Full Inclusion & Special Education in Secondary Schools

Special education in America has grown to allow more full inclusion in schools.
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After decades of changes in federal law and local policies, students with disabilities receive more mainstream school instruction than ever before. A core principle of the federal law, Education for All Handicapped Children Act of 1975, states that students with disabilities should be educated in the least restrictive environment available. In all academic settings, including secondary schools, students should remain with the general population unless circumstances arise that prevent effective instruction.

1 Special Education in High School

Nearly 2 million secondary school students receive services from federally-support special education programs, according to a study by Christopher B. Swanson, director of the Education Research Center. These students display a broad range of conditions and the severity of those conditions directly impact a student’s ability to learn in school. Historically. these students did not receive formal educational services, but now 97 percent of them attend regular secondary schools. In addition to classrooms with all other students, these students learn in individual or group pull-out sessions, in self-contained classrooms and resource rooms. Before a student is placed in any special education program, proper evaluations and placement procedures are followed.

2 Inclusion Basics

When a student with disabilities continues in the regular classroom, this is considered full inclusion. These students learn in the same manner as the other students and only receive limited accommodations from teachers. This is different from mainstreamed students, who still can receive substantial amounts of assistance outside the regular classroom. Mainstreamed students join the general student population on a limited basis while full inclusion students are nearly exclusively taught with the general population.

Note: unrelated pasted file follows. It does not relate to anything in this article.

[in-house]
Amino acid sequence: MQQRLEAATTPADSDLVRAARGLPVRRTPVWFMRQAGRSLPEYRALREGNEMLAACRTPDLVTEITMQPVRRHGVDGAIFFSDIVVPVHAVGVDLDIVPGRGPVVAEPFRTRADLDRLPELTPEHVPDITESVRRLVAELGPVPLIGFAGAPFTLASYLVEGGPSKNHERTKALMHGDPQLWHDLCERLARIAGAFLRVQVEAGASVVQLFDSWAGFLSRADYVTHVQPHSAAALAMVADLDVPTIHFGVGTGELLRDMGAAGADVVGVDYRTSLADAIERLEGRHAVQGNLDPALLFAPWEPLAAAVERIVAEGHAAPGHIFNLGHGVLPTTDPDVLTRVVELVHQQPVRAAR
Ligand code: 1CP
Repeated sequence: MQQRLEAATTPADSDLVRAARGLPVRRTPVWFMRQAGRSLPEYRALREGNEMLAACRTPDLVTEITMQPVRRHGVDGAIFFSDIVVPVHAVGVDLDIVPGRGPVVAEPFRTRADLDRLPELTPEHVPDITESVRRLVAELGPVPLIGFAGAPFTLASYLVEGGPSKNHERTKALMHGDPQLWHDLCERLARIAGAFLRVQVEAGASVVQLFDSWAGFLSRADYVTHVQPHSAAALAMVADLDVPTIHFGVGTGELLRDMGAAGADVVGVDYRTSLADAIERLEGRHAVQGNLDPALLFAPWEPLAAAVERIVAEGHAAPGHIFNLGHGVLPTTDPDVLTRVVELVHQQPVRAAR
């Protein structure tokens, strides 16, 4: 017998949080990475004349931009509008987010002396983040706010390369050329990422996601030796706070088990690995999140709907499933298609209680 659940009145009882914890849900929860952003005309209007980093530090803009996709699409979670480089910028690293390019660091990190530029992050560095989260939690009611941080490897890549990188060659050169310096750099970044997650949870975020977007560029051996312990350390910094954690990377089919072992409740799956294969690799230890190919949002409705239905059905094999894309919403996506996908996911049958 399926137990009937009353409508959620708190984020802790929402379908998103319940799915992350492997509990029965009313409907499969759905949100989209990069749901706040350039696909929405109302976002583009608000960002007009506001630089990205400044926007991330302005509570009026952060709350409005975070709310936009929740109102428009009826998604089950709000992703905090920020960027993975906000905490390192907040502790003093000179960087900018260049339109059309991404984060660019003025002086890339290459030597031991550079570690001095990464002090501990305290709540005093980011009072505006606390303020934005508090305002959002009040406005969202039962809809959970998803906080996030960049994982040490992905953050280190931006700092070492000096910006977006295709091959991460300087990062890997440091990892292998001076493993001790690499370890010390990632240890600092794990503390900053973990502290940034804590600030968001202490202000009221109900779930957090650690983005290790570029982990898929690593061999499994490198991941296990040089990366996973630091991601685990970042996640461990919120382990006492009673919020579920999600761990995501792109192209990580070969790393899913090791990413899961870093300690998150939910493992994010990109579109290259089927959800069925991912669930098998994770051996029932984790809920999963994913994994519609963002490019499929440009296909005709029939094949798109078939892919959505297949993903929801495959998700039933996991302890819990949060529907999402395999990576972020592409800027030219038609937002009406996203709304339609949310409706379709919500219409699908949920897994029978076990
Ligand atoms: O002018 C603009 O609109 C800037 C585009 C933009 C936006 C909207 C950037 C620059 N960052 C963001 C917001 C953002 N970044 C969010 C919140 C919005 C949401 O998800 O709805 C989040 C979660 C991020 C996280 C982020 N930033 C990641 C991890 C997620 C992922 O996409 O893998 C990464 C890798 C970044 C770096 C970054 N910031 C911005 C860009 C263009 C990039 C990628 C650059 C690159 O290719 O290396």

3 Success Rates

As more students with disabilities participate in regular classrooms, their success rates increase. From 1996 to 2006, the percentage of students with disabilities who finished secondary school with a regular high school diploma increased from 43 percent to 56.5 percent, according to Dr. Swanson. At the same time, the percent of students with disabilities who dropped out of school decreased from 45.9 percent to 29.2 percent.

4 Considerations

Providing students with disabilities full inclusion in the traditional classroom comes with a variety of benefits, but it also places new stresses on the system, according to Dr. Andrea Ogonosky on the Association of Texas Professional Educators website. Students with emotional issues, for example, present challenges such as poor social skills, aggression and tantrums. Emotional, behavioral and academic support are essential for both teachers and students to increase the success of full inclusion learning.

Fitzalan Gorman has more than 10 years of academic and commercial experience in research and writing. She has written speeches and text for CEOs, company presidents and leaders of major nonprofit organizations. Gorman has published for professional cycling teams and various health and fitness websites. She has a Master of Arts from Virginia Tech in political science and is a NASM certified personal trainer.